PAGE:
The Garden Guide

Book: History of Garden Design and Gardening
Chapter: Chapter 1: Gardening in the Ancient World

Persian Garden Plans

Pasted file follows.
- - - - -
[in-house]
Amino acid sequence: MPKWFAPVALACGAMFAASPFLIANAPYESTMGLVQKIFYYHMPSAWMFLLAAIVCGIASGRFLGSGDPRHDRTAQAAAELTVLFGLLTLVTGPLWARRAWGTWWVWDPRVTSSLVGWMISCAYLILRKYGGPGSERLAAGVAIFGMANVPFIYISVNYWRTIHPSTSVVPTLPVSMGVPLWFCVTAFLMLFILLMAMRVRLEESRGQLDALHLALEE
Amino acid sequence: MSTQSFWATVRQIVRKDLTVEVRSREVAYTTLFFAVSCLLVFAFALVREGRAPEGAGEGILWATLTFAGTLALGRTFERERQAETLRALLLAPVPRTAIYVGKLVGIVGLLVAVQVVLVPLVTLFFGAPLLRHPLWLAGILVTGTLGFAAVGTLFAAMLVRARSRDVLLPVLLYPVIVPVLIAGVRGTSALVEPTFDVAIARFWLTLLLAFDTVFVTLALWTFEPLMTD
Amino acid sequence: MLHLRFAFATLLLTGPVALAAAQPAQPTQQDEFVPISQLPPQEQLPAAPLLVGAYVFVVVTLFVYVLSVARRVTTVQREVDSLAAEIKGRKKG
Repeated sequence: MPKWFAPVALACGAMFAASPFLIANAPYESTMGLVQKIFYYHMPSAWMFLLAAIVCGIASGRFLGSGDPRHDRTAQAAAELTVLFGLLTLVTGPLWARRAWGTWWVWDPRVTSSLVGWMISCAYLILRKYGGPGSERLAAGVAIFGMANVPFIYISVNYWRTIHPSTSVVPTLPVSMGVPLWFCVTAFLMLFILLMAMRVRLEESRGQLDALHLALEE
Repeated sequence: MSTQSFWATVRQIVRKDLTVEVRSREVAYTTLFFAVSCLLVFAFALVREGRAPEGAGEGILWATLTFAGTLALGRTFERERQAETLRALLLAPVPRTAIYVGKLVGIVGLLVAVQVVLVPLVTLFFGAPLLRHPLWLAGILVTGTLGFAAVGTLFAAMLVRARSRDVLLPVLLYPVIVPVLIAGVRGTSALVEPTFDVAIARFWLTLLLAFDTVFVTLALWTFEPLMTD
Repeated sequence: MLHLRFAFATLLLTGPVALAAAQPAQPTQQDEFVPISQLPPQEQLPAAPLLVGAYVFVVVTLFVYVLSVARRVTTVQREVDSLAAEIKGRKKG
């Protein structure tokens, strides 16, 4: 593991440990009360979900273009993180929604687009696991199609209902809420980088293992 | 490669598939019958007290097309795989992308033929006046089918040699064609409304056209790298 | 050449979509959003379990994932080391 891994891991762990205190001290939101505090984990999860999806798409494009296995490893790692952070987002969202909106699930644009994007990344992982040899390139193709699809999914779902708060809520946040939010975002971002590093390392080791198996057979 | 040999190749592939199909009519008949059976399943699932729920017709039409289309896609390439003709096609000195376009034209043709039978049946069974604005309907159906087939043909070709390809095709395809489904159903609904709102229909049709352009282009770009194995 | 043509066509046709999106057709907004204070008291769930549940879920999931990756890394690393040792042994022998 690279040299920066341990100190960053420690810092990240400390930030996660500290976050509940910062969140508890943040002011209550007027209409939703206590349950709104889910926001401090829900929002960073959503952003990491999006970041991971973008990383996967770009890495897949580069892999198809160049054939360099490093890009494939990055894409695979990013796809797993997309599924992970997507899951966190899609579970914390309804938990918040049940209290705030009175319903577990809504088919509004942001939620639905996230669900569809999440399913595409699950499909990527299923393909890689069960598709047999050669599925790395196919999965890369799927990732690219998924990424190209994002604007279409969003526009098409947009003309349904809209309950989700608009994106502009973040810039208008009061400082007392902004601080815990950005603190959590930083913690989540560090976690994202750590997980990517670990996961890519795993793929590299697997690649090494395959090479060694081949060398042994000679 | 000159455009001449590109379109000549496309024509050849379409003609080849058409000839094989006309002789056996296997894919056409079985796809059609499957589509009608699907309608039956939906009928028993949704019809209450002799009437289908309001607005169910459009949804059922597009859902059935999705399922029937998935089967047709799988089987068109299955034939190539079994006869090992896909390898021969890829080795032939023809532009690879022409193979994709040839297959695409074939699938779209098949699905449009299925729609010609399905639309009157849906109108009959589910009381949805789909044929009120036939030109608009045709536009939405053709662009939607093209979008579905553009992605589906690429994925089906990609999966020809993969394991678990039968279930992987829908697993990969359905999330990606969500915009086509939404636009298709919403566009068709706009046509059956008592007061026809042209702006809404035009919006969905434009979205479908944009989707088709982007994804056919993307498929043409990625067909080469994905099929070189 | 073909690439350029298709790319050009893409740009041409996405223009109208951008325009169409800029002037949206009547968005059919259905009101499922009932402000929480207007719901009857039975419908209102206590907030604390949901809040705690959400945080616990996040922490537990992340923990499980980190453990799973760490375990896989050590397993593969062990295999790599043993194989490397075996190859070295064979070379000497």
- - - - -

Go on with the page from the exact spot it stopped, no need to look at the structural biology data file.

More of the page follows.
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25.In Persian gardens of a more limited description, according to Pliny and other Roman authors, the trees were arranged in straight lines and regular figures; and the margins of the walks covered with tufts of roses, violets, and other odoriferous flowering plants. In these plantations, the resinous sorts, the oriental plane, and, what may appear to us remarkable, the narrow-leaved elm, (now called English, but originally, as Dr. Walker and others consider, from the Holy Land, ) held conspicuous places. Buildings for repose and banqueting, fountains for cooling the air, aviaries for choice birds, and towers for the sake of distant prospect, were introduced in the best examples. (G. L. Meason.) It is interesting to find, from Sir Robert Ker Porter, that the same style still prevails. �The prevailing plan of Persian gardens is that of long parallel walks, shaded by even rows of tall umbrageous planes, interspersed with a variety of fruit trees, and every kind of flowering shrub. Canals flow down the avenues in the same undeviating lines, and generally terminate in some large marble basins of square or octagon shapes, containing sparkling fountains. Formal as this may seem, and, therefore, the reverse of picturesque, the effect was amazingly grand. The number of avenues and canals formed so extended a sylvan scene, that, when viewed from any point, it appeared a vast wood, with thousands of brilliant rills gliding amongst thickets.� �It should be observed,� adds Meason, �that the Persians are not content with one fountain, but often have many small low jets, to keep the whole surface of the water in agitation, and to heighten the sparkling effects through the foliage.�